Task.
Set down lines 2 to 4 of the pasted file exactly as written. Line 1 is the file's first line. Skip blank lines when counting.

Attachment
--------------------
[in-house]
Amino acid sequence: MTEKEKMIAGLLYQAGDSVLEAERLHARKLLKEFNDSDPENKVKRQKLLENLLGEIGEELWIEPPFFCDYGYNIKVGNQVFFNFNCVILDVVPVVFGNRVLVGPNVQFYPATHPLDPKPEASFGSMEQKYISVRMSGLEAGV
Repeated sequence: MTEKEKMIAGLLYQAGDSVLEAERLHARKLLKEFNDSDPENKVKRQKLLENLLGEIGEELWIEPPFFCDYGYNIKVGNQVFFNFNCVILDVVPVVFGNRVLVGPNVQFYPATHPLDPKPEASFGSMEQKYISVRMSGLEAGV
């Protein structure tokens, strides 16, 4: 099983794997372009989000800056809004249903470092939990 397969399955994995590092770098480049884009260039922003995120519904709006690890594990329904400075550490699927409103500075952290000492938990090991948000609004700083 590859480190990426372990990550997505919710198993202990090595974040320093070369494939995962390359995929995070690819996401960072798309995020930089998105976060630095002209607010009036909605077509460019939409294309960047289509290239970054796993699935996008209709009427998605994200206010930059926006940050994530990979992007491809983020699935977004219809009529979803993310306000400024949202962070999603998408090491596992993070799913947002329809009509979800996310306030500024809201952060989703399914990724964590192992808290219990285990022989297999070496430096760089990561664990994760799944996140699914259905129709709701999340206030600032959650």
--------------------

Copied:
Amino acid sequence: MTEKEKMIAGLLYQAGDSVLEAERLHARKLLKEFNDSDPENKVKRQKLLENLLGEIGEELWIEPPFFCDYGYNIKVGNQVFFNFNCVILDVVPVVFGNRVLVGPNVQFYPATHPLDPKPEASFGSMEQKYISVRMSGLEAGV
Repeated sequence: MTEKEKMIAGLLYQAGDSVLEAERLHARKLLKEFNDSDPENKVKRQKLLENLLGEIGEELWIEPPFFCDYGYNIKVGNQVFFNFNCVILDVVPVVFGNRVLVGPNVQFYPATHPLDPKPEASFGSMEQKYISVRMSGLEAGV
């Protein structure tokens, strides 16, 4: 099983794997372009989000800056809004249903470092939990 397969399955994995590092770098480049884009260039922003995120519904709006690890594990329904400075550490699927409103500075952290000492938990090991948000609004700083 590859480190990426372990990550997505919710198993202990090595974040320093070369494939995962390359995929995070690819996401960072798309995020930089998105976060630095002209607010009036909605077509460019939409294309960047289509290239970054796993699935996008209709009427998605994200206010930059926006940050994530990979992007491809983020699935977004219809009529979803993310306000400024949202962070999603998408090491596992993070799913947002329809009509979800996310306030500024809201952060989703399914990724964590192992808290219990285990022989297999070496430096760089990561664990994760799944996140699914259905129709709701999340206030600032959650």